I Quit My Job To Travel the World!

By Angela M. Petitt

“Are you crazy?”
“How can you afford that?”
“What do you mean you want to quit?”
“We are in a recession!!”
“Did you win the lottery?”
“That is a bold move!!” 
"Do you really have the guts and finances to do that?”
“Can you live without a paycheck?  Do you really want to?”

Those were the reactions I got when I mentioned my plans to quit my job during the throes of the recession to my family and friends.  Although they meant well, I just felt that there was more to life than a winning corporate existence.  Moreover, life is just too short to not do what you want to do.  So, my response to them was “If not now, when?” I knew that even with a successful career in information technology and an MBA, I wanted more…I wanted freedom!

Wheels up!!
Hello…My name is Angela Petitt and I am a 44 year old native Houstonian.  During the recession in August 2009, I took a bold step of faith - I quit my corporate IT job to travel the world.  In spite of the concerns and economic climate, I knew I had to make a bold move in order to make change to see my dreams come true. Yes, I know that this is something that Europeans or young adult backpackers do...not an established over 40 professional with a winning corporate resume.  But in the words of author Jim Rohn, “Time is more valuable than money. You can get more money, but you cannot get more time.”

Making the decision to opt-out of corporate America for a while was the first step in my journey. The notion of quitting was several years in the making, being fueled more and more every time I went on vacation. When I came to the realization that I really wanted to see the world and was ready to move beyond the cubicle, I knew it was time to make a change.

As a single professional, I wanted my sabbatical to be different.  I did not want to sell anything to make it happen. So in my planning, I made sure I had enough to cover my mortgage, car, expenses for my teenage nephew, and other responsibilities.  I wanted my sabbatical to be a true rest from the ordinary and an escape to the extraordinary. For me, that meant living life to the fullest and making time to do the things that I enjoy.  Actually, when I made the final decision to quit and put in my resignation, I really had no clue as to what was next. But, a few days after my last day at work, I was on a plane going to Italy!  And, I haven’t looked back!  It seemed like once the decision was made, opportunities opened up!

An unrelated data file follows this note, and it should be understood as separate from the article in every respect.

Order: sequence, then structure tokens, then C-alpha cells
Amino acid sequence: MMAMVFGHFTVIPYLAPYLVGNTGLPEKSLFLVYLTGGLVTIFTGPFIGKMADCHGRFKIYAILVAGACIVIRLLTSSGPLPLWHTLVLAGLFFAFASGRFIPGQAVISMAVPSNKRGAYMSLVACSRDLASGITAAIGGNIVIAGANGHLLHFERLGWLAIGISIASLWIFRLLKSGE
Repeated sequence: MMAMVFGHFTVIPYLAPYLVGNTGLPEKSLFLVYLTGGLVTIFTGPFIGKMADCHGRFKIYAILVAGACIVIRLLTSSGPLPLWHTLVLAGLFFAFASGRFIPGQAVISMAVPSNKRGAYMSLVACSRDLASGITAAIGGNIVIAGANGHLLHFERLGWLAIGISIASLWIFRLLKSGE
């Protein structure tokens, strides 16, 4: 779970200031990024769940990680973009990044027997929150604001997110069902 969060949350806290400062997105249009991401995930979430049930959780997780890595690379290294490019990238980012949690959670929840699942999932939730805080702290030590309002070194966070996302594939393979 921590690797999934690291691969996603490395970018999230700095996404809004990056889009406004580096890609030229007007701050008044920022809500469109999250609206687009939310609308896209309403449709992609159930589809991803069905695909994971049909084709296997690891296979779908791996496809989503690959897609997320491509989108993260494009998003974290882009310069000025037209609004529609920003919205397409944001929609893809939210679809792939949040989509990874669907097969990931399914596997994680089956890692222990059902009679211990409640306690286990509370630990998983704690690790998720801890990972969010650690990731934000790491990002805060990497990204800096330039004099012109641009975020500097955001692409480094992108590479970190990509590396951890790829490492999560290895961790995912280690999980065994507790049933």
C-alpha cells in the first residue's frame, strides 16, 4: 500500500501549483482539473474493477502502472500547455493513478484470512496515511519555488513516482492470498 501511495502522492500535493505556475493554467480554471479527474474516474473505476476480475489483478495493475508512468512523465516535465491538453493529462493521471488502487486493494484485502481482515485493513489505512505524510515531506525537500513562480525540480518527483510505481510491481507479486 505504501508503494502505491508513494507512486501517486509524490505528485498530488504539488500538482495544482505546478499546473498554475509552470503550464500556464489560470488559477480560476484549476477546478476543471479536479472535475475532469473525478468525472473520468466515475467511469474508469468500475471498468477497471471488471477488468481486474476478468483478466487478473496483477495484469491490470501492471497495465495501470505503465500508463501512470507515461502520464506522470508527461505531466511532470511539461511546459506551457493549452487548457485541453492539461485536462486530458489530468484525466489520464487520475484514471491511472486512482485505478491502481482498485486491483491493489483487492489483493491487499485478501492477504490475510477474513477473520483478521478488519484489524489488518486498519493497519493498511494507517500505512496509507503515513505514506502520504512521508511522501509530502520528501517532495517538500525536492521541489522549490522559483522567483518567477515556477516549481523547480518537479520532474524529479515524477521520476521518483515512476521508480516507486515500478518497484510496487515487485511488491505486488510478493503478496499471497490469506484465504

Initially, my sabbatical was only going to be 6 months. Then, that turned into 10 months and now it has been 2 1/2 years and counting.  I have flown a Cessna airplane, learned (ok, learning) to play golf, attempted horseback riding - twice, joined day time bible studies, sharpened my photography skills, and have volunteered in my community.  I even returned to school and am pursuing my Doctorate in Organizational Leadership.

Beyond my wildest dreams, I never imagined that I would embark on a different trip almost every month!!  It has been an amazing sabbatical!!  My travels have led me to awe inspiring destinations such as China, Siberia, Egypt, Israel, Colombia, Panama, Honduras and many other exciting places. I have zip lined in Cabo, narrowly escaped the earthquake in Japan, went cave diving in Punta Cana, played with monkeys in Roatan, glared into the mouth of a steamy volcano in Nicaragua, stared in amazement at the Pyramids of Giza and the Sphinx, got caught in a downpour atop the Acropolis in Athens - twice, received a huge surprise bouquet of flowers from an admirer in Italy, and had many other awe inspiring experiences.  I visited the 30th country of my sabbatical on a Mediterranean cruise visiting Croatia for the first time.  By the way, Croatia is absolutely beautiful!!
In addition to my travel adventures, I was presented with the 2009 WHS Wall of Honor Service and Leadership award by my alma mater, recently featured in ESSENCE magazine as a "Power Player!", and was invited as aguest speaker for the national Meet Plan Go! Career BreakTravel conference that inspires others in their quest for sabbaticals and extended travel.

So yes, I learned to live without a paycheck and budget accordingly. Recently, I read that uncertainty isn’t a cost but a catalyst for creating a better future.  I can attest to the truth of that as it captures the heart of my journey.  Granted, it has indeed been scary at times and several unexpected things happened. But, it has been worth taking a chance on me rather than continuing on in the ordinary daily grind. I have no regrets.

Since starting my sabbatical journey, I have grown in courage, faith, confidence, and wisdom.  More importantly, I have come to understand my God given uniqueness and that life is truly precious and too short to waste. Furthermore, my time away has instilled in me the renewed desire not to merely survive, but to authentically thrive!

With hopes of inspiring other people to be bold and go for their dreams, I have been blogging (and speaking) about my experiences (good, bad, and otherwise) at http://www. One thing for sure - "with God ALL things are possible!"  Where will your dreams take you?